Healey Sues Trump’s EPA Over PM2.5 Air Pollution Rule
Attorney General Maura Healey has joined her colleagues in other states to sue the Trump administration for its alleged failure to curb air pollution.
The lawsuit filed by 17 attorneys general and the City of New York has to do with very fine particles known as PM2.5. Under the Clean Air Act, the U.S. Environmental Protection Agency is required to set standards for air pollutants, including fine particulate matter, at a level that protects public health and welfare.
On December 7, the EPA announced it would retain existing standards for fine and coarse particulate matter for the next 5 years.
Science shows that microscopic PM2.5 pollutants are linked to asthma, chronic bronchitis, lung cancer, cognitive impairment, and dementia, the lawsuit states. PM2.5 concentrations are highest in Black and Latino communities, and it's estimated that PM2.5 pollution kills up to 45,000 people every year nationwide, according to the complaint. The lawsuit says fine particle pollution is the largest environmental health risk factor in the country, and that increased exposure is linked to higher death rates of COVID-19.
“Failure to strengthen pollution standards will only exacerbate public health inequities as people in our Black, Brown, and immigrant communities are dying from COVID-19 at disproportionate rates,” Healey said on Wednesday. “We will never stop fighting for better air quality and we will hold President Trump accountable for trying to sabotage the health of our residents on his way out the door.”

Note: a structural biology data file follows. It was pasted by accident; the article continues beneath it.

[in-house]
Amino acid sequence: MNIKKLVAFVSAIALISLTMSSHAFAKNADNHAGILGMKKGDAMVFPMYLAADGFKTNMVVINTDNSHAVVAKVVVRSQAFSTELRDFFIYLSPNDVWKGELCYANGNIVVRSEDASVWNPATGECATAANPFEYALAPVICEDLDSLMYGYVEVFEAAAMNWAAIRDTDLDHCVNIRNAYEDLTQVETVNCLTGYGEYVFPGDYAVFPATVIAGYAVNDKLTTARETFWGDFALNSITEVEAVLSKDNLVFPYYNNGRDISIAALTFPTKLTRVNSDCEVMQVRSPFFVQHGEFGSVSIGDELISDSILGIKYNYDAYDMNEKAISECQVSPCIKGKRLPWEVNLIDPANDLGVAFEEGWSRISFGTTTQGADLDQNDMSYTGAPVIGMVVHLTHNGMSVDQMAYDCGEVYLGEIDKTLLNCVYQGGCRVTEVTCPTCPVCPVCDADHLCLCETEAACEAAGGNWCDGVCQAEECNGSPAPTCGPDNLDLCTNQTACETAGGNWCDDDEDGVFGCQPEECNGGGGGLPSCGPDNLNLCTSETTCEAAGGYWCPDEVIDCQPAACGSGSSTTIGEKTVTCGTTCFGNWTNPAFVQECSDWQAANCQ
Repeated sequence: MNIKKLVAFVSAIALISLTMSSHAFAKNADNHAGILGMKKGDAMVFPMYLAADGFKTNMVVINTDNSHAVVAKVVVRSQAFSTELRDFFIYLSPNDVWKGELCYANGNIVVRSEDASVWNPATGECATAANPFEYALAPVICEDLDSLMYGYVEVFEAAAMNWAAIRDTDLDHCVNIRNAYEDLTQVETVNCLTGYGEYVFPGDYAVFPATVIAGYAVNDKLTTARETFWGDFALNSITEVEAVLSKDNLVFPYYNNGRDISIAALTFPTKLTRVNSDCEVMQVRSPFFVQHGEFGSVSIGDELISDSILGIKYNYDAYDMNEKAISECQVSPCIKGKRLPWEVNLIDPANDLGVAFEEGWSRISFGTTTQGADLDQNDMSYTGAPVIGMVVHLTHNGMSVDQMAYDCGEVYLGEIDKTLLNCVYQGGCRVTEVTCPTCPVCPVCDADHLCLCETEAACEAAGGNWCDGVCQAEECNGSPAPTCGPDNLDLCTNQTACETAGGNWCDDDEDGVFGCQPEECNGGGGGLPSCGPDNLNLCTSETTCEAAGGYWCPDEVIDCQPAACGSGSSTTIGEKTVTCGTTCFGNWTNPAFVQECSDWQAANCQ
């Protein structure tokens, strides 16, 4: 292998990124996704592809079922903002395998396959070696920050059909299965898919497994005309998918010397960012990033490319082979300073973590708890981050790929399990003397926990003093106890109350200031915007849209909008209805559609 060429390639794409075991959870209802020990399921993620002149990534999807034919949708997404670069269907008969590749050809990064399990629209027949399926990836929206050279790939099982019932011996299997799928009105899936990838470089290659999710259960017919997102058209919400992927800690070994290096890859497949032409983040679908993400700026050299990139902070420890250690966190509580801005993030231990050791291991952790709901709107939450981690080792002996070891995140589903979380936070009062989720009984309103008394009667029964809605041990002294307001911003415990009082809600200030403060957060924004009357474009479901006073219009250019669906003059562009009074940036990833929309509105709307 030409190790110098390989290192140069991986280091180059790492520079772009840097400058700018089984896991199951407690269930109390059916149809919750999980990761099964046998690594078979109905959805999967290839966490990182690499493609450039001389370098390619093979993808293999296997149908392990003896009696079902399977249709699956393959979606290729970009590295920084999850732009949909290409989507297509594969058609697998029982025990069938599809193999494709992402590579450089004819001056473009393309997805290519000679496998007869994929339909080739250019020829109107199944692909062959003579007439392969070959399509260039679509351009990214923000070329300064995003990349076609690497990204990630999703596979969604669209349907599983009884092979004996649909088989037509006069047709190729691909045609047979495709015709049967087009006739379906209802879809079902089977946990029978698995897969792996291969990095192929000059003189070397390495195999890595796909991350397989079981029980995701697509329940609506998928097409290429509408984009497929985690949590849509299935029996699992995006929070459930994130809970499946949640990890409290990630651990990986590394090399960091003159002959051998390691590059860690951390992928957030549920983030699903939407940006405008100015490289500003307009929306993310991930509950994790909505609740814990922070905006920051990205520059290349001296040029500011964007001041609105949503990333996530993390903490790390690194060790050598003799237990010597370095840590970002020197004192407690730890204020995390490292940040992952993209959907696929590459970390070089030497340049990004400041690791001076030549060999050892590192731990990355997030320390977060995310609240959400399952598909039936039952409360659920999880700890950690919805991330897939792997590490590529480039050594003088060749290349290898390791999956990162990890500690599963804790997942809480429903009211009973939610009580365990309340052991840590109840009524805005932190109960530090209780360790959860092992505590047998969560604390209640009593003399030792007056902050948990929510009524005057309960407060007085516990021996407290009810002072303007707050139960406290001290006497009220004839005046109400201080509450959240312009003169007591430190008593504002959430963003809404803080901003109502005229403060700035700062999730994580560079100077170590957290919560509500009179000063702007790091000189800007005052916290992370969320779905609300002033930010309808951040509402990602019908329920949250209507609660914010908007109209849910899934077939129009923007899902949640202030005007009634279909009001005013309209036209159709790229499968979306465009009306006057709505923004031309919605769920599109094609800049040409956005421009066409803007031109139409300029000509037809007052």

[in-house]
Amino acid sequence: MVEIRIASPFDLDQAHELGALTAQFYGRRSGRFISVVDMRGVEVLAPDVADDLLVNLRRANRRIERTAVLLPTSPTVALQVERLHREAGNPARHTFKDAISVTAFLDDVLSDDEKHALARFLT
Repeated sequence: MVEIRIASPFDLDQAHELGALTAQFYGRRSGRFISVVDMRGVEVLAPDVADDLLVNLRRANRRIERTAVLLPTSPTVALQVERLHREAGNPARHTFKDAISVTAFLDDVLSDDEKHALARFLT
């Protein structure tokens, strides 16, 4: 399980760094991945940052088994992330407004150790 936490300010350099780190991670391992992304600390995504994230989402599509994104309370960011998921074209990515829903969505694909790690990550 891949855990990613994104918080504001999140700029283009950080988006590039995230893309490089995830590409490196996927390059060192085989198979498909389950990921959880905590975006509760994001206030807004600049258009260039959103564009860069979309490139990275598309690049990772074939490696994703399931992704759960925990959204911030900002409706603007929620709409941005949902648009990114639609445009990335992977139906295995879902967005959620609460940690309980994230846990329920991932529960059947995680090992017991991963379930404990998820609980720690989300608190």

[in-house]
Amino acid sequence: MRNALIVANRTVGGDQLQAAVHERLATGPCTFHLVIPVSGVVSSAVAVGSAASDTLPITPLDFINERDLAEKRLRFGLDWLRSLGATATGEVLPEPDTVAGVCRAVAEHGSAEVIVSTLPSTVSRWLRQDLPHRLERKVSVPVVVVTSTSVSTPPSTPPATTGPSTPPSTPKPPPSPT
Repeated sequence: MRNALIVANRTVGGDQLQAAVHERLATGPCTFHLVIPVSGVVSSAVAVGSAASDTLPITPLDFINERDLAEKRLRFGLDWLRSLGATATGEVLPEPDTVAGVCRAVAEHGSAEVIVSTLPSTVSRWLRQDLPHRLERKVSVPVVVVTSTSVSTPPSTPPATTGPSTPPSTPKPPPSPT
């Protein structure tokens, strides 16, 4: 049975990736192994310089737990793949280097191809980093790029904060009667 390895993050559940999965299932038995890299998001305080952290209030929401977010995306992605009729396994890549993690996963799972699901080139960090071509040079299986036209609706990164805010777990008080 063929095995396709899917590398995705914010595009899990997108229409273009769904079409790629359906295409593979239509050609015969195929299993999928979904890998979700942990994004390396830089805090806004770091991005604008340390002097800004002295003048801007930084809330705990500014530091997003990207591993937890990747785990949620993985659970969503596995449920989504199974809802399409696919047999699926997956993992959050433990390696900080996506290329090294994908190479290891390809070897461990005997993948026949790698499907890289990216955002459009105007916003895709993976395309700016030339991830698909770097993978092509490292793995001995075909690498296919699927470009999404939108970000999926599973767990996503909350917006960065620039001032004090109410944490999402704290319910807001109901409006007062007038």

Under the Clean Air Act, the EPA must periodically review its air pollution standards and revise them if new information shows they are inadequate. Since EPA’s last review in 2012, new studies have made clear that exposure to particulate matter causes grave health risks, Healey's office said.
Healey and other attorneys general in June argued that the EPA conducted a flawed and biased review of the current standards for PM2.5.
Joining Healey in filing the lawsuit are the attorneys general of California, Connecticut, Delaware, Illinois, Maryland, Michigan, Minnesota, New Jersey, New York, Oregon, Pennsylvania, Rhode Island, Vermont, Virginia, Washington, and Wisconsin, as well as the City of New York, the California Air Resources Board, and the California Office of Environmental Health Hazard Assessment.
AG Healey and others also sued the EPA over its failure to control upwind state emissions of ozone pollution. Ground-level ozone is commonly referred to as smog. It is acknowledged as a dangerous pollutant that causes or aggravates health problems including lung and heart disease.
Special Assistant AG Megan Herzog of Healey’s Environmental Protection Division is handling the NAAQS particulate matter lawsuit for Massachusetts. Special Assistant AG David Frankel and Assistant AG Carol Iancu are handling the lawsuit challenging the delay in implementing existing standards for ozone pollution, Healey's office said.